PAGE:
South Carolina From A to Z
SC Public Radio

"M" is for MacDowell, Rosalie Anderson (b. 1958). Actress, model. A Gaffney native, “Andie” MacDowell attended Winthrop College for two years, but then moved to New York. Although she had only minimal modeling experience, she boldly walked into New York’s Elite Model Management and was hired. She became a successful model in New York and Paris. While continuing to represent L’Oreal cosmetics, MacDowell pursued her dream of becoming a film actress. Her first film role was as Lady Jane in Greystoke: The Legend of Tarzan of the Apes (1984).

South Carolina From A to Z
SC Public Radio

"L" is for Lafaye and Lafaye. Founded by George Eugene Lafaye, the firm of Lafaye and Lafaye was one of the state’s most respected and successful architectural practices from the 1910s until the 1970s. Lafaye moved to Columbia in 1900 as chief draftsman for W.B. Smith Whaley & Company. In 1907 Lafaye established his own company and in 1913 hired his younger brother Robert. After World War I, the firm became Lafaye and Lafaye. Over the next twenty years it designed a number of important structures: Township Auditorium, James L. Tapp Department Store, St.

Nathanael Greene, Thomas Sumter
NY Public Library

Andrew Waters, author of The Quaker and the Gamecock: Nathanael Greene, Thomas Sumter, and the Revolutionary War for the Soul of the South (2018, Casemate), joins Walter Edgar to tells the story of two wildly divergent leaders against the backdrop of the American Revolution's last gasp, the effort to extricate a British occupation force from the wild and lawless South Carolina frontier.

"J" is for Jackson, Jesse Louis (b. 1941). Minister, civil and human rights activist. A Greenville native, Jackson was a star quarterback and student leader at North Carolina A&T State University in Greensboro. In Greensboro he led a successful demonstration to end discrimination in downtown stores. In 1967 Dr. Martin Luther King put Jackson in charge of Operation Breadbasket in Chicago. Jackson successfully organized black Chicagoans to boycott companies and stores that had “heavy minority patronage” to secure better service and more jobs.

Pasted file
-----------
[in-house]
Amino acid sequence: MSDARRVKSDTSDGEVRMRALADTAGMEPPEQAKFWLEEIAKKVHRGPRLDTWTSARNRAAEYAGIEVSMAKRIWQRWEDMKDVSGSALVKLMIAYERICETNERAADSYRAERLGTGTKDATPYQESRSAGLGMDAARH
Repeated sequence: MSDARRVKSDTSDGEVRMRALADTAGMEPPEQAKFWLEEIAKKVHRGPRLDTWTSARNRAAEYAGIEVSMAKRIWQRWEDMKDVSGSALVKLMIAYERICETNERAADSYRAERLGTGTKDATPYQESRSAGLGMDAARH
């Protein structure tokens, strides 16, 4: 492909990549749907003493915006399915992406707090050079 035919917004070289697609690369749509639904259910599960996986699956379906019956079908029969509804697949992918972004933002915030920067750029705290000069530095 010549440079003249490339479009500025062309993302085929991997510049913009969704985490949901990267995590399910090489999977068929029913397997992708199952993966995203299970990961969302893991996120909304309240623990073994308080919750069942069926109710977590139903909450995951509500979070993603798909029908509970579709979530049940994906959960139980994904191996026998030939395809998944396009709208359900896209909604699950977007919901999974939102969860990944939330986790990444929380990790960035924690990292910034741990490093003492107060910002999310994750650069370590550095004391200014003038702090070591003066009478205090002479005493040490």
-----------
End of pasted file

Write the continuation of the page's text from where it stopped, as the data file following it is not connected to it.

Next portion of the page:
South Carolina From A to Z
SC Public Radio

"K" is for Kensington Plantation (Richland County). In the early 1850s, Greek revival remained the favorite architectural style of the state’s planter elite. However, Matthew Richard Singleton opted to transform his upcountry farmhouse into an elegant Renaissance-inspired residence that recalled country villas of northern Italy. Singleton hired Charleston architect Edward C. Jones to head the project. Kensington is a frame house on a raised basement. The domed structure is flanked by two gabled wings with arched colonnades and fronted by a porte cochere.

South Carolina From A to Z
SC Public Radio

"J" is for Jackson, Jesse Louis (b. 1941). Minister, civil and human rights activist. A Greenville native, Jackson was a star quarterback and student leader at North Carolina A&T State University in Greensboro. In Greensboro he led a successful demonstration to end discrimination in downtown stores. In 1967 Dr. Martin Luther King put Jackson in charge of Operation Breadbasket in Chicago. Jackson successfully organized black Chicagoans to boycott companies and stores that had “heavy minority patronage” to secure better service and more jobs.

South Carolina From A to Z
SC Public Radio

"I" is for Indian Mounds. Dotting South Carolina’s streams and rivers are vestiges of her prehistoric past. These mounds offer fragmentary evidence of the cultures that thrived before the Europeans arrived. At least sixteen Woodland mounds and nineteen Mississippian mounds have been identified that are at least fifty percent intact. Another eleven known sites have been destroyed or are underwater. Woodland period mounds are located primarily along coastal rivers while Mississippian mounds are found on inland rivers near the fall line.

South Carolina From A to Z
SC Public Radio

"H" is for Hagler (d. 1763). Catawba chief. King Hagler is the best known of the Catawba chieftains. He rose to power in the 1750s. In 1751 he was a member of a peace delegation assembled by Governor James Glen to negotiate peace with the tribe’s long-time enemies, the Iroquois of New York. Under King Hagler, the Catawbas supported the British during the French and Indian War by sending soldiers to Virginia to fight with Colonel George Washington.